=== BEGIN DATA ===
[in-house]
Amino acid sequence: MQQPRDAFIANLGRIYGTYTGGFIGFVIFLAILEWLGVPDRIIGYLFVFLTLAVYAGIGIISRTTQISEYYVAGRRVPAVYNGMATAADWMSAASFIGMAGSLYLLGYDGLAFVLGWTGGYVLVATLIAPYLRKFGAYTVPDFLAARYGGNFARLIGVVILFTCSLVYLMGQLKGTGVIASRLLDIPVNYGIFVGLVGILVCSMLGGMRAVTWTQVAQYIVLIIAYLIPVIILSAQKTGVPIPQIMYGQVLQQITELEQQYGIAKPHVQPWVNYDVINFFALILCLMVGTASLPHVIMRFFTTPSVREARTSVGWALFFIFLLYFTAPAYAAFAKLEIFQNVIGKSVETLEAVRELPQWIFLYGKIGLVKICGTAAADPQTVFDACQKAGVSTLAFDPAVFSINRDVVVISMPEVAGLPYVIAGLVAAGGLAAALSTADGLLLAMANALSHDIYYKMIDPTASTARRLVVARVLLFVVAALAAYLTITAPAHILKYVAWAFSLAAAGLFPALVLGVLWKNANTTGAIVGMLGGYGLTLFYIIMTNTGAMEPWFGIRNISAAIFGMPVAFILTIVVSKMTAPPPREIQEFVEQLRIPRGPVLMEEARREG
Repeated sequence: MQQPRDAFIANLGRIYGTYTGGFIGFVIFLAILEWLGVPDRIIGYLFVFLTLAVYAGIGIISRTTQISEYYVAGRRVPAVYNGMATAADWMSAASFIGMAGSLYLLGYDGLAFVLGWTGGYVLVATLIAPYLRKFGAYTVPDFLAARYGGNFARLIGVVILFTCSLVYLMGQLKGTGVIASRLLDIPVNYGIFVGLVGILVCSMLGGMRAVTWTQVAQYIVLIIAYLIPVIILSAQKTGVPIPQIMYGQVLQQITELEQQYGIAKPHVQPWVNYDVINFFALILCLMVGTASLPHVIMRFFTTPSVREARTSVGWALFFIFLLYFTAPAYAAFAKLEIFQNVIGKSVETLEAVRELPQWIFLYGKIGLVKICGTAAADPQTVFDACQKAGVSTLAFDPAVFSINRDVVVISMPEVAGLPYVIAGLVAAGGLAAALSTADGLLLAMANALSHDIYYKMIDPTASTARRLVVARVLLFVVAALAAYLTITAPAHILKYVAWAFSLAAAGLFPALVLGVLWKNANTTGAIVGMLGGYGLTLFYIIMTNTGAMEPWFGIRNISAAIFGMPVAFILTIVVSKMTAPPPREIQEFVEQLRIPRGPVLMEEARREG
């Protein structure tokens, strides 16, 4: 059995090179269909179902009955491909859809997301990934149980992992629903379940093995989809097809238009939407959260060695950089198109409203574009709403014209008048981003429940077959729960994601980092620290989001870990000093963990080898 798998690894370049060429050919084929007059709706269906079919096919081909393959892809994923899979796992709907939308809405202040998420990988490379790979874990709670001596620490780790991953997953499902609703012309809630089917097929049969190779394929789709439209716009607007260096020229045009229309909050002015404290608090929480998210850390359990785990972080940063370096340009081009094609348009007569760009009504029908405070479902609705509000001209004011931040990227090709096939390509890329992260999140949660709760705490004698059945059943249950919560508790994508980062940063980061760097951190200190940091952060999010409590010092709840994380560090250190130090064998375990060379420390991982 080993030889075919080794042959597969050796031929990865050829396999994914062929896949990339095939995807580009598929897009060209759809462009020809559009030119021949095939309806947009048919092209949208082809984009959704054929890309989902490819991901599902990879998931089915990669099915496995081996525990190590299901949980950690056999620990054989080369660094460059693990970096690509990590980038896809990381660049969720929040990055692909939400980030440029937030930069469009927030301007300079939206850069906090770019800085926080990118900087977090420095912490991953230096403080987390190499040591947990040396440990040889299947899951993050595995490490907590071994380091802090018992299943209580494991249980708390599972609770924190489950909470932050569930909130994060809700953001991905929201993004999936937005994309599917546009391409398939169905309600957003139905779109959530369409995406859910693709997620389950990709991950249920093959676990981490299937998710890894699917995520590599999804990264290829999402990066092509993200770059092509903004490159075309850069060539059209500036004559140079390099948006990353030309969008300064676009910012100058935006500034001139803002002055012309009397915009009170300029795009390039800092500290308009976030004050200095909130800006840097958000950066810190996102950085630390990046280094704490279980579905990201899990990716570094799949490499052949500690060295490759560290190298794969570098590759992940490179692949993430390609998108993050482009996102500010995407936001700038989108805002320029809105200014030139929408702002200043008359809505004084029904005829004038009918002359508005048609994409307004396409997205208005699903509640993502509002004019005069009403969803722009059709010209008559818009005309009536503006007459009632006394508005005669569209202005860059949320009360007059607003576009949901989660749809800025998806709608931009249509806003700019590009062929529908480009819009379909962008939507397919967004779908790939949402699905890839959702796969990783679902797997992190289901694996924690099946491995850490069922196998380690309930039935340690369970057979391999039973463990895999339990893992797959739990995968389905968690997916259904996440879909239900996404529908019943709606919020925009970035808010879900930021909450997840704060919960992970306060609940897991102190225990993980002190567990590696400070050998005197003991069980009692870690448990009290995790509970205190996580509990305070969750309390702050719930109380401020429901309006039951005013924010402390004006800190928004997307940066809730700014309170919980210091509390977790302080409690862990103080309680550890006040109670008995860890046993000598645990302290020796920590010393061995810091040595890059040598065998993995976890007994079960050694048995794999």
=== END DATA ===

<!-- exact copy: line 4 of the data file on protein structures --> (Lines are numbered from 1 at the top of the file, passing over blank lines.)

């Protein structure tokens, strides 16, 4: 059995090179269909179902009955491909859809997301990934149980992992629903379940093995989809097809238009939407959260060695950089198109409203574009709403014209008048981003429940077959729960994601980092620290989001870990000093963990080898 798998690894370049060429050919084929007059709706269906079919096919081909393959892809994923899979796992709907939308809405202040998420990988490379790979874990709670001596620490780790991953997953499902609703012309809630089917097929049969190779394929789709439209716009607007260096020229045009229309909050002015404290608090929480998210850390359990785990972080940063370096340009081009094609348009007569760009009504029908405070479902609705509000001209004011931040990227090709096939390509890329992260999140949660709760705490004698059945059943249950919560508790994508980062940063980061760097951190200190940091952060999010409590010092709840994380560090250190130090064998375990060379420390991982 080993030889075919080794042959597969050796031929990865050829396999994914062929896949990339095939995807580009598929897009060209759809462009020809559009030119021949095939309806947009048919092209949208082809984009959704054929890309989902490819991901599902990879998931089915990669099915496995081996525990190590299901949980950690056999620990054989080369660094460059693990970096690509990590980038896809990381660049969720929040990055692909939400980030440029937030930069469009927030301007300079939206850069906090770019800085926080990118900087977090420095912490991953230096403080987390190499040591947990040396440990040889299947899951993050595995490490907590071994380091802090018992299943209580494991249980708390599972609770924190489950909470932050569930909130994060809700953001991905929201993004999936937005994309599917546009391409398939169905309600957003139905779109959530369409995406859910693709997620389950990709991950249920093959676990981490299937998710890894699917995520590599999804990264290829999402990066092509993200770059092509903004490159075309850069060539059209500036004559140079390099948006990353030309969008300064676009910012100058935006500034001139803002002055012309009397915009009170300029795009390039800092500290308009976030004050200095909130800006840097958000950066810190996102950085630390990046280094704490279980579905990201899990990716570094799949490499052949500690060295490759560290190298794969570098590759992940490179692949993430390609998108993050482009996102500010995407936001700038989108805002320029809105200014030139929408702002200043008359809505004084029904005829004038009918002359508005048609994409307004396409997205208005699903509640993502509002004019005069009403969803722009059709010209008559818009005309009536503006007459009632006394508005005669569209202005860059949320009360007059607003576009949901989660749809800025998806709608931009249509806003700019590009062929529908480009819009379909962008939507397919967004779908790939949402699905890839959702796969990783679902797997992190289901694996924690099946491995850490069922196998380690309930039935340690369970057979391999039973463990895999339990893992797959739990995968389905968690997916259904996440879909239900996404529908019943709606919020925009970035808010879900930021909450997840704060919960992970306060609940897991102190225990993980002190567990590696400070050998005197003991069980009692870690448990009290995790509970205190996580509990305070969750309390702050719930109380401020429901309006039951005013924010402390004006800190928004997307940066809730700014309170919980210091509390977790302080409690862990103080309680550890006040109670008995860890046993000598645990302290020796920590010393061995810091040595890059040598065998993995976890007994079960050694048995794999």